Matthew Melone, a Lehigh finance professor, offered professional ethics advice to students who attended the “Ethics and the Job Offer” workshop Sept. 19 in Rauch Business Center.
Melone, who coordinates the ethics offerings, said hosting the workshop was a logical decision.
The event gave attendees a better understanding of the job application process and professional ethics. He told the students not to apply for other jobs after accepting an offer because it is unethical.
Melone spoke for 40 minutes before beginning a Q&A session. He stressed the importance of not accepting a job based solely on the starting salary and urged students to conduct research on the job contract, prospects of advancement and benefits before signing an employment contract.
“There should be no surprises later,” Melone said. “You should go in with your eyes open and have all the information you can possibly have.”
Although Melone said it’s important for students to assume that the job they accept may not be permanent, he asked everyone in attendance to be ethical and honor their employment contracts.
Most of the students in attendance were either juniors or seniors. The workshop allowed students to gain an idea of how they should deal with their internship and job application processes in the future.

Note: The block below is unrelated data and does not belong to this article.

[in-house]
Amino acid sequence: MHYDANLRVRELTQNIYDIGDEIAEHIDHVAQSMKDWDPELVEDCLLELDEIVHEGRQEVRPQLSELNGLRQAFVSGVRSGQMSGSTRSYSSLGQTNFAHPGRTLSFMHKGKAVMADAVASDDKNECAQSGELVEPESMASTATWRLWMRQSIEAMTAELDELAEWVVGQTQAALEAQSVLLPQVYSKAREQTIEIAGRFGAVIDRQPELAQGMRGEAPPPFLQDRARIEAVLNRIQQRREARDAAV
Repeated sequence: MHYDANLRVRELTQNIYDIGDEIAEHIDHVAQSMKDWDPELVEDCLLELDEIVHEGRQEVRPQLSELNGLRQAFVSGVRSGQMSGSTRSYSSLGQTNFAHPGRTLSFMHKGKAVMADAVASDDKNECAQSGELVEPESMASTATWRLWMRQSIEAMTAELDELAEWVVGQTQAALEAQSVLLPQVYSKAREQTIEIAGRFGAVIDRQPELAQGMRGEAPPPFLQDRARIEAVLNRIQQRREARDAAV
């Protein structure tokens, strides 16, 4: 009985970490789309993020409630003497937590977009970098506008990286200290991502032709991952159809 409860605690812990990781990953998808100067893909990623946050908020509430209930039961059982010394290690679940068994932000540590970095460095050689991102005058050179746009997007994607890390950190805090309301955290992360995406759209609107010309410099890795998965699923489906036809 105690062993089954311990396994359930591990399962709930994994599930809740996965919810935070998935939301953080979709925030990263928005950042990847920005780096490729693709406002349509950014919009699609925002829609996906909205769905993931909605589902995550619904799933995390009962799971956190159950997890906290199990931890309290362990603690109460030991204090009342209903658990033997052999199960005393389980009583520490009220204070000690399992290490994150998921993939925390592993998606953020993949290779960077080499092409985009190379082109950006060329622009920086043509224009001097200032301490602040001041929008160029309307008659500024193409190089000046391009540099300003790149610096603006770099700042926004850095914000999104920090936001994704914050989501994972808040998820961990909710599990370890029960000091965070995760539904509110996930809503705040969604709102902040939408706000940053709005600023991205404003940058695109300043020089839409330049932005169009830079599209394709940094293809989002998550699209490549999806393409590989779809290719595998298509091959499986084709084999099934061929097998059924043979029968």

Jeanne Tong, ’18, said she attended the event to better understand the ethical decision-making process of getting a full-time job offer, the steps involved with making a firm decision to accept or decline an offer and the risk involved in seeking other opportunities.
“I am currently still in the process of job seeking,” Tong said. “I have had three really great internships sophomore through senior year, and so now that I am in my final semester, I am still kind of making the final decision for after December.”
Tong said she found Melone’s advice helpful, especially his personal examples.
Keith Gustafson, a coordinator in the College of Business and Economics, oversees these programs to ensure that everything goes well.
“This event is an event that we have every year that is well attended and is super helpful for the students, especially the seniors,” Gustafson said.
He said the event was successful and plans to invite Melone to host future workshops. He also said the CBE Undergraduate Programs Office conducts 10 to 12 job-related workshops each semester for students who are interested in applying for internships or jobs.